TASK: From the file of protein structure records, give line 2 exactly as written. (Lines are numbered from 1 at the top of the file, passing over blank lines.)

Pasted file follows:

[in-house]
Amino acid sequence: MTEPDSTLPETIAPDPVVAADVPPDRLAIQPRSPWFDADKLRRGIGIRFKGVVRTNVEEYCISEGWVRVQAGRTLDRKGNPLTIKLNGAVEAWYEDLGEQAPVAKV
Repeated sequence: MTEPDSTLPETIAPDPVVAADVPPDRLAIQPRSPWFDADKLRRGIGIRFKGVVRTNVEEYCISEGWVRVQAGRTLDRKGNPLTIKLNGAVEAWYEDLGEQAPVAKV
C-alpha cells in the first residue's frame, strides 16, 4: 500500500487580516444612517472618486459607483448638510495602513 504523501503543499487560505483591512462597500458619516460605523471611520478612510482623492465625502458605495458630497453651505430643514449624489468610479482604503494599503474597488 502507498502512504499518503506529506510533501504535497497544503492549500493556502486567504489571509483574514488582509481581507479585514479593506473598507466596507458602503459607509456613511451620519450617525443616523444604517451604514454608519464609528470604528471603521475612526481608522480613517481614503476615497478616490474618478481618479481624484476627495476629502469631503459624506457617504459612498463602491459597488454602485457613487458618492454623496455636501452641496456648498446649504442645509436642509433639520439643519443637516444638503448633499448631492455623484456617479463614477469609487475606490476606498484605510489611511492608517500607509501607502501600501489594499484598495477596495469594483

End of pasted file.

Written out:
Amino acid sequence: MTEPDSTLPETIAPDPVVAADVPPDRLAIQPRSPWFDADKLRRGIGIRFKGVVRTNVEEYCISEGWVRVQAGRTLDRKGNPLTIKLNGAVEAWYEDLGEQAPVAKV